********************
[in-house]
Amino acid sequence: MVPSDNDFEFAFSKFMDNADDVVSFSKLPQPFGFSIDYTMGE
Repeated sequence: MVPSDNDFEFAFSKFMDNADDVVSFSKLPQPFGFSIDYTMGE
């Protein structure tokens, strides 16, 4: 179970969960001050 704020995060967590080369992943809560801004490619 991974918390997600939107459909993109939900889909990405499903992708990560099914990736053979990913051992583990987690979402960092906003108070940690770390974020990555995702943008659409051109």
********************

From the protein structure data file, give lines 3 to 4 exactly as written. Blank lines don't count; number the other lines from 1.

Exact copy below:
Repeated sequence: MVPSDNDFEFAFSKFMDNADDVVSFSKLPQPFGFSIDYTMGE
């Protein structure tokens, strides 16, 4: 179970969960001050 704020995060967590080369992943809560801004490619 991974918390997600939107459909993109939900889909990405499903992708990560099914990736053979990913051992583990987690979402960092906003108070940690770390974020990555995702943008659409051109």